FILED: October 22, 2003

IN THE COURT OF APPEALS OF THE STATE OF OREGON

OREGON STATE BAR,

Appellant,

v.

BARRY L. TAUB,

Respondent.

16-00-18160; A115841

Appeal from Circuit Court, Lane County.

Daniel R. Murphy, Judge.

Argued and submitted June 19, 2003.

Terence J. Hammons argued the cause for appellant. With him on the briefs was Hammons & Mills.

John C. Fisher argued the cause and filed the brief for respondent.

Before Edmonds, Presiding Judge, and Deits, Chief Judge,* and Schuman, Judge.

SCHUMAN, J.

Reversed and remanded.

*Deits, C. J., vice Kistler, J., resigned.

SCHUMAN, J.

Plaintiff, the Oregon State Bar, brought this action to enjoin defendant from engaging in the unauthorized practice of law. Both parties filed motions for summary judgment. The trial court granted defendant's motion, denied plaintiff's, and entered judgment in favor of defendant. Plaintiff appeals. We reverse and remand.

Plaintiff assigns error to both the order granting defendant's motion for summary judgment and to the order denying plaintiff's. Both are subject to review, Cochran v. Connell, 53 Or App 933, 939-40, 632 P2d 1385, rev den, 292 Or 109 (1981), and both are reviewed according to the same standard: summary judgment is appropriate if the record and all reasonable inferences that may be drawn from it, viewed in the light most favorable to the nonmoving party, disclose no issue of material fact and the moving party is entitled to judgment as a matter of law. ORCP 47 C; Jones v. General Motors Corp., 325 Or 404, 408, 939 P2d 608 (1997).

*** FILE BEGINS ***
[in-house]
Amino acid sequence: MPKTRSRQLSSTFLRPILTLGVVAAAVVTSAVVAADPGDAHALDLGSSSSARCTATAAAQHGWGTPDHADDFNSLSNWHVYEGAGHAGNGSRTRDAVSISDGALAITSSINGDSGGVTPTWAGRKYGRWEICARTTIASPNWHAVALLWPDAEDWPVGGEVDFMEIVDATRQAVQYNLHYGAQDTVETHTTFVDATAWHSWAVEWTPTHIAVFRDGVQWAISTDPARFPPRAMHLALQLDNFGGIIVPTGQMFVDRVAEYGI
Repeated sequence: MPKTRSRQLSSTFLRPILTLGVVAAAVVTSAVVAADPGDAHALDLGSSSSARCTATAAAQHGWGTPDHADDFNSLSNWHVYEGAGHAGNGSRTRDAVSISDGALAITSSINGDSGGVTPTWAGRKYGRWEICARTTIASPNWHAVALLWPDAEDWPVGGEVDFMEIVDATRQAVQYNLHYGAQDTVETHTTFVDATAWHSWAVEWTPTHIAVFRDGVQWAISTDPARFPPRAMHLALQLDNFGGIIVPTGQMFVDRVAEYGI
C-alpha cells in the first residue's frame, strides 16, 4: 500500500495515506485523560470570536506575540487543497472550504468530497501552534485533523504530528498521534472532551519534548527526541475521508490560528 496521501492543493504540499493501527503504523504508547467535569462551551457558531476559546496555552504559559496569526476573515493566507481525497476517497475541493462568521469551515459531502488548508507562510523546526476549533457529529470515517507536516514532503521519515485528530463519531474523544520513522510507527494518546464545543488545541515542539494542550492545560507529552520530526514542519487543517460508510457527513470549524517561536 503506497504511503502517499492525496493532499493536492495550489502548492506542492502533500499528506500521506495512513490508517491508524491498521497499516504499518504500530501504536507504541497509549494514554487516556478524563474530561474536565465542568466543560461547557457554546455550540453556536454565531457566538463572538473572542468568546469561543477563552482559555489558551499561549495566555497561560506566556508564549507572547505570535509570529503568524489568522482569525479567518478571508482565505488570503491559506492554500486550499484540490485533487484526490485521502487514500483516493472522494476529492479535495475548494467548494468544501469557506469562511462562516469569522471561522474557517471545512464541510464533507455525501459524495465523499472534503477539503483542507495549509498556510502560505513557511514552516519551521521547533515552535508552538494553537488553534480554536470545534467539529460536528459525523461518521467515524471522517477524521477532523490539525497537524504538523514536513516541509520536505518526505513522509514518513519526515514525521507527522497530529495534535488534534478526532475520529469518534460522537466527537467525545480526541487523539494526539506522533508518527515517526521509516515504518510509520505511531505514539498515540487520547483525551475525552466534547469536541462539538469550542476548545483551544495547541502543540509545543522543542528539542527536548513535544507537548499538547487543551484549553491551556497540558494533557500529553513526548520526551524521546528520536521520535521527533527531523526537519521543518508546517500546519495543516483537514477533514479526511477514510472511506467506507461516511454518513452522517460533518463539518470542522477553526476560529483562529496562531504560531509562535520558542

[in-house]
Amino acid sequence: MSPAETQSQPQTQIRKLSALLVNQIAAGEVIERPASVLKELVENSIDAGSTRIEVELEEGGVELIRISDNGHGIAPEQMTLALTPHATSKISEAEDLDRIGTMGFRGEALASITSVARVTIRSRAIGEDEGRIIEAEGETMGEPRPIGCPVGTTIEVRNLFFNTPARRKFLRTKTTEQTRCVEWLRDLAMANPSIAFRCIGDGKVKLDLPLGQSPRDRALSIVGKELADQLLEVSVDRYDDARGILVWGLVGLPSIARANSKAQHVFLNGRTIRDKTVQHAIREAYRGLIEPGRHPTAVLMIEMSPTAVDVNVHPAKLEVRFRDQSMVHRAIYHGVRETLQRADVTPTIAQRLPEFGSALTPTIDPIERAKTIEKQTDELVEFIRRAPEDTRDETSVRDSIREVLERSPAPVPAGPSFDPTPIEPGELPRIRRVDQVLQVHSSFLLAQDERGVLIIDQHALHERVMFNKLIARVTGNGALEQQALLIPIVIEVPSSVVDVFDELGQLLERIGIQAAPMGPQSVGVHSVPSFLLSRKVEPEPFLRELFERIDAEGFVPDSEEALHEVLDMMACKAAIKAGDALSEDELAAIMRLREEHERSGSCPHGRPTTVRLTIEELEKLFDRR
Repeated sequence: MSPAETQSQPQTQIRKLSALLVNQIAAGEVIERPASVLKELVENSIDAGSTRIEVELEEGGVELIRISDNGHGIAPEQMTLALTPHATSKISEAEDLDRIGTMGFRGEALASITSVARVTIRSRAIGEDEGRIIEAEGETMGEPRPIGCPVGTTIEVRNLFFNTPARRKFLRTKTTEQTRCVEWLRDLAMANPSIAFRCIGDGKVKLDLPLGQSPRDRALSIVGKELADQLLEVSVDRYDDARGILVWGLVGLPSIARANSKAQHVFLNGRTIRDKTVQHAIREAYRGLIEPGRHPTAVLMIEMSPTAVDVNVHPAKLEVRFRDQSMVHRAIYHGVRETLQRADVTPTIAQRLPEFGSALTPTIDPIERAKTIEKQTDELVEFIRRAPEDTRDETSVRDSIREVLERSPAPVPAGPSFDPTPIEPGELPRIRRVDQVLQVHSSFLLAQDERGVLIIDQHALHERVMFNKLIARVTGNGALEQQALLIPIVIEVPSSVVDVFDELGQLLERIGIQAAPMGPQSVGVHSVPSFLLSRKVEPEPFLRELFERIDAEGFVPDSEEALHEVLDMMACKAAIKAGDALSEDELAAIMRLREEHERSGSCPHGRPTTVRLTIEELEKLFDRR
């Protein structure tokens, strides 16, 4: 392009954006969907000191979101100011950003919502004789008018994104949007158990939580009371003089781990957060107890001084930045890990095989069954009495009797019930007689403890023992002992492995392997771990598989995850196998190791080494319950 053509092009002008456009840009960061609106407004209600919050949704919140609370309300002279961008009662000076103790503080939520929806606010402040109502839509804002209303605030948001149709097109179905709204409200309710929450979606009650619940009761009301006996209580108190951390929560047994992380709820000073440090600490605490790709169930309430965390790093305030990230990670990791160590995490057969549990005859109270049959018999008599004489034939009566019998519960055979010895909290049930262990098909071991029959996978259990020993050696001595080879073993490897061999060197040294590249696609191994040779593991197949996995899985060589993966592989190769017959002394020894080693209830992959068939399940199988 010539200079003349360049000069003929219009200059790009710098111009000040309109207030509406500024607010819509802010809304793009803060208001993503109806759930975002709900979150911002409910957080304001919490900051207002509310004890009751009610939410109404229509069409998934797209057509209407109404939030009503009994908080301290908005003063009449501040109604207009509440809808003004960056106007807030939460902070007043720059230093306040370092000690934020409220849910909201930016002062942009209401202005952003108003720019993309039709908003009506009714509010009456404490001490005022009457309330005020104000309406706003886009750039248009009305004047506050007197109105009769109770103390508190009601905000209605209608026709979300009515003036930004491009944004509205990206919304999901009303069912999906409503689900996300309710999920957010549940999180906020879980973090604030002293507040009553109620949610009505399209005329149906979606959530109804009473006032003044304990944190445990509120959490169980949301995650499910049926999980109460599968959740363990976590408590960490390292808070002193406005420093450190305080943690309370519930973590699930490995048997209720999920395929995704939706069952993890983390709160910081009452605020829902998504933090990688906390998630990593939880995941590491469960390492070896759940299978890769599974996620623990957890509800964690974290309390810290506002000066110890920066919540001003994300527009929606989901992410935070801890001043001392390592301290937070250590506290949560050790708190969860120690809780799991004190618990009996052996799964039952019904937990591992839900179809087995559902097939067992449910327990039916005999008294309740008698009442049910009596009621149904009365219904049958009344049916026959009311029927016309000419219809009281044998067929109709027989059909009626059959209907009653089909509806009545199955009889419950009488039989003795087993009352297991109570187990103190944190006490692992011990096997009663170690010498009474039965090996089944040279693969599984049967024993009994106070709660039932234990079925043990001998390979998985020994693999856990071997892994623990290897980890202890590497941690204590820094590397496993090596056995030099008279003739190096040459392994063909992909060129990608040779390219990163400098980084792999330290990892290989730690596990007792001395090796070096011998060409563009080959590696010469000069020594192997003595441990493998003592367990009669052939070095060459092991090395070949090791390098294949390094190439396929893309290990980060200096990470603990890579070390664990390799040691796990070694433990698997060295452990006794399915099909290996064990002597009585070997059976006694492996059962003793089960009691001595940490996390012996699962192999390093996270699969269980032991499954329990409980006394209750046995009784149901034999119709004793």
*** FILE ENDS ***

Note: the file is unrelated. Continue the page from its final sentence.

The parties agree on the following facts. Defendant practiced as an attorney specializing in bankruptcy and dissolution of marriage until he was disbarred in 1998. In re Taub, 326 Or 325, 951 P2d 720 (1998). He then began conducting what he advertises to the public as a paralegal service, principally in the same fields. When a potential customer first contacts defendant, he sends the customer a letter requesting information relevant to the customer's legal problem. In dissolution cases, that letter asks the customer to provide basic personal information and details about the marriage the customer wishes to dissolve and to send the answers to defendant. In bankruptcy cases, the defendant asks the customer to complete a list of monthly expenditures and requests that the customer provide defendant with financial documents and information. Both letters anticipate a meeting, either in person or by telephone: the dissolution letter states, "As soon as I receive this form from you I will call you to discuss what you want on the paperwork[,]" and the bankruptcy letter states, "At the appointment we will discuss everything else that needs to be on the paperwork." The customer also receives a letter asking him or her to authorize defendant to prepare the necessary documents; that letter contains a check-the-box list asking the customer to indicate whether the case is a Chapter 7 bankruptcy, copetitioner divorce, divorce, or "other."